At the same time, chemotherapy should not be dismissed. The calculations above, for doubling times of thirty and 360 days, represent extremes; I used them to illustrate my point. A more representative example would apply Spratt's median doubling time of 260 days to my hypothetical forty-three-year-old woman. If, as before, the first cancer cell develops on her birthday, the resultant tumor could take eighteen to twenty years to show up on a mammogram. (Such calculations are necessarily inexact, because individual tumors do not always grow at the same rate.) The woman would then be in her early sixties—near the median age of diagnosis. With no treatment other than lumpectomy, she would be likely to die before the age of seventy-five. But if chemotherapy gave the woman the time it would take the tumor to double another six or seven times, the onset of life-threatening metastatic disease would be postponed until the woman was at least eighty; antihormonal therapy might buy an equivalent number of years. In real terms the achievement would probably be smaller, because people in their eighties are likely to die of heart disease or some other condition. Nonetheless, the woman would have gained five to ten years of life. This is a precious gift, one that she and her doctor can justly celebrate.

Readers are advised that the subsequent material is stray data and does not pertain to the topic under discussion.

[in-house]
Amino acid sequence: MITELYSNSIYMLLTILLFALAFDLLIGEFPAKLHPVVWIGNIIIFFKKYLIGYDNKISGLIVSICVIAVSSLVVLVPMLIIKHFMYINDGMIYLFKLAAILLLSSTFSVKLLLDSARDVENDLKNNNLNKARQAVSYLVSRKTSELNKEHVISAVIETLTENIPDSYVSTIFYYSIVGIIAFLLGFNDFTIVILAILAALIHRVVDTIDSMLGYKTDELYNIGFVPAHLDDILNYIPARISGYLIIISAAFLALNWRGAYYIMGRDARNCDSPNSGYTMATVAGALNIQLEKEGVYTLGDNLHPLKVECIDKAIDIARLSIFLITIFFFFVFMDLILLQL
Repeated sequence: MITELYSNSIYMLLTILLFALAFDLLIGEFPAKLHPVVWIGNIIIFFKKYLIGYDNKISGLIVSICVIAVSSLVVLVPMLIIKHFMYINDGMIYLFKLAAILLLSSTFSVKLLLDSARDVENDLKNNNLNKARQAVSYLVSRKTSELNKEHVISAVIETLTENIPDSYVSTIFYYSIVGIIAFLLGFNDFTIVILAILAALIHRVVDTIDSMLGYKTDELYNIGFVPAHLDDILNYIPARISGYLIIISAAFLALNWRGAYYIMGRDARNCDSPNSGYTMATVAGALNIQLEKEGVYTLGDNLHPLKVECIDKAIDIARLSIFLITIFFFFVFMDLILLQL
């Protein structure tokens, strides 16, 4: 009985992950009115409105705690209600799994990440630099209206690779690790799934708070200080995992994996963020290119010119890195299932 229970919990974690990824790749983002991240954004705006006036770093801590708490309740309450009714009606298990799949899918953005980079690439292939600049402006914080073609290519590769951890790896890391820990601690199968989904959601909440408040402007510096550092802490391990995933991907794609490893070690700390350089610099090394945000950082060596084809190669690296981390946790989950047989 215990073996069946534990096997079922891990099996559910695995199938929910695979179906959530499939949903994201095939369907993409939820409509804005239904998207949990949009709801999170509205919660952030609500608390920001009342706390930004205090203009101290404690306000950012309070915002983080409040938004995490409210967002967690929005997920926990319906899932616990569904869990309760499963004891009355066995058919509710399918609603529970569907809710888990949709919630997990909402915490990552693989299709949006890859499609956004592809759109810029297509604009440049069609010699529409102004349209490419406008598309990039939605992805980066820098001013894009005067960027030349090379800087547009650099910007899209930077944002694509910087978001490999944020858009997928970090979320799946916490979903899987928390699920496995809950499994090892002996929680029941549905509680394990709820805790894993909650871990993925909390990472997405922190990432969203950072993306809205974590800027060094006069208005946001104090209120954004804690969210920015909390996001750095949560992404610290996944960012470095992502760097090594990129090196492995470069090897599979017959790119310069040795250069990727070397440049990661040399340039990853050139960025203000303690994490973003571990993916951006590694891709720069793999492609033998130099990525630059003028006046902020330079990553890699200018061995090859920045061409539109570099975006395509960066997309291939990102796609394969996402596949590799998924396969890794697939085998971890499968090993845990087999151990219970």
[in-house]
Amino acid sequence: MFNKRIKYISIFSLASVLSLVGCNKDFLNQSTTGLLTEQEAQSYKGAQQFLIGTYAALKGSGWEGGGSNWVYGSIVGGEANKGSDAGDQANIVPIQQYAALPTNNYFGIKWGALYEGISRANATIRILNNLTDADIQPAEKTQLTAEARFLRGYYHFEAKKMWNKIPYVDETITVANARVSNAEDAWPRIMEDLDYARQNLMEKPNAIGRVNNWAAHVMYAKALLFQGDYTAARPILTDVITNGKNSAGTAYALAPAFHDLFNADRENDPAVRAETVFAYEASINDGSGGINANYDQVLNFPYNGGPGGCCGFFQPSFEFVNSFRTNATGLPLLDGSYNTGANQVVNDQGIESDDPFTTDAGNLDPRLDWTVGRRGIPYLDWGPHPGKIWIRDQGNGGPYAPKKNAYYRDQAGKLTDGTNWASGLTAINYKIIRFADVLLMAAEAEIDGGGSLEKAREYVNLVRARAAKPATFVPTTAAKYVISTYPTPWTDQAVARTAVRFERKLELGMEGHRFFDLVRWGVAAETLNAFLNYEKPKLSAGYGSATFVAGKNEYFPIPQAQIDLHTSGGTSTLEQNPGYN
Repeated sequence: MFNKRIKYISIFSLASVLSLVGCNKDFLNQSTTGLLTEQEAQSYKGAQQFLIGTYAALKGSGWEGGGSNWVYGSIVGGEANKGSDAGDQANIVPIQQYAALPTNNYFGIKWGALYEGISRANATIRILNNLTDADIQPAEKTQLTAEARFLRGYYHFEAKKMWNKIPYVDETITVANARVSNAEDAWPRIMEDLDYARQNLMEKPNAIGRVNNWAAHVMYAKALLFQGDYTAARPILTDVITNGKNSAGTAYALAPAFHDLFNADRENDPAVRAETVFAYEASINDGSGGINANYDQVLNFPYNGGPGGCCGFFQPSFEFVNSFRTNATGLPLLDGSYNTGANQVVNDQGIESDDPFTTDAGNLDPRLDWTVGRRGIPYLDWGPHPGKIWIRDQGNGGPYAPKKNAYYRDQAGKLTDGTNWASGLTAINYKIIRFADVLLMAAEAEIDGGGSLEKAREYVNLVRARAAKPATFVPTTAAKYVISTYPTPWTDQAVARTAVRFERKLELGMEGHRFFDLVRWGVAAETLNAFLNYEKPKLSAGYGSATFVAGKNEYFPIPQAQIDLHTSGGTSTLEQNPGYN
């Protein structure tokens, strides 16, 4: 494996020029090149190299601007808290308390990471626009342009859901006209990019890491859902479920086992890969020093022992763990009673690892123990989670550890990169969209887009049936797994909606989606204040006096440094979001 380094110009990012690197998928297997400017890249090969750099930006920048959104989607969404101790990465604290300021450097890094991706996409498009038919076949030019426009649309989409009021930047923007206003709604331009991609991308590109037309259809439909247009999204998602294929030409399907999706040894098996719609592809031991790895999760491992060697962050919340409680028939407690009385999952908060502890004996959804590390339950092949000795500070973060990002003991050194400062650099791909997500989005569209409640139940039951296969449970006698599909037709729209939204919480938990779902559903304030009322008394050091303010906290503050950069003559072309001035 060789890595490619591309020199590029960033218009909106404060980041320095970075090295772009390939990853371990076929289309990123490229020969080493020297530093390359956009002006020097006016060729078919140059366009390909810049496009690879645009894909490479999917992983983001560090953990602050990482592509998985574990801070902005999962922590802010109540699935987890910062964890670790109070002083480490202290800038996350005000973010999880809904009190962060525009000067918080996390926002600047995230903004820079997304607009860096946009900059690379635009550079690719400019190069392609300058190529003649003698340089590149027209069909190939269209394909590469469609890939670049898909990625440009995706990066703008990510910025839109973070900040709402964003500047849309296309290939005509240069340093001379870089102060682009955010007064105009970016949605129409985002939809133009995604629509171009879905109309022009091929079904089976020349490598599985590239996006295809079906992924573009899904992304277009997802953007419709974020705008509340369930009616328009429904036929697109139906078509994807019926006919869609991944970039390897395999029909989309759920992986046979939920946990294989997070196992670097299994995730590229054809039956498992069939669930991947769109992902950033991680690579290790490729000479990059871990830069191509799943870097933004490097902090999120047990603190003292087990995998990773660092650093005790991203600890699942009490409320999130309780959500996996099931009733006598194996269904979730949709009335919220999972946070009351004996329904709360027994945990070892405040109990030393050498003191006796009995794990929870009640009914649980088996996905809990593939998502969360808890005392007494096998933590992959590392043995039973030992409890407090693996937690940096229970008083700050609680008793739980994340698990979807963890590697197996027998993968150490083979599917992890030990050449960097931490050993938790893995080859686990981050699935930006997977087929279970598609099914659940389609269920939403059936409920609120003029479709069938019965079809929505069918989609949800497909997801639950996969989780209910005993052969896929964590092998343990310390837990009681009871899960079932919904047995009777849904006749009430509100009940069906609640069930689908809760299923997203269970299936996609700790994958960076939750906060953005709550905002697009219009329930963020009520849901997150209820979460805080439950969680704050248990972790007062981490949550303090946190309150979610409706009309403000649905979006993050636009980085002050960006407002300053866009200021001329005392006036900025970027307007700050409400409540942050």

But consider the breast-cancer patients doctors most dread seeing—women in their thirties or forties. Such cases are relatively uncommon; breast cancer owes its status as the leading killer of women in this age group mostly to the even lower likelihood that they will be killed by anything else. Nonetheless, the individual tragedy of a disease that strikes down young, vibrant people makes it disproportionately urgent to treat them. Sadly, younger women in whom cancer is diagnosed are more likely than older women to have fast-growing tumors, because slow-growing tumors are usually still too small to detect. Given the probable doubling rates, these women will be lucky if we can give them an extra five years. Five years is, of course, much better than nothing—but much less than the thirty or forty years these women will lose. Anyone who treats younger breast-cancer patients knows that we will not have made major progress in the treatment of this disease until we can give women like these, with fast-growing cancers, thirty doubling times rather than six or seven.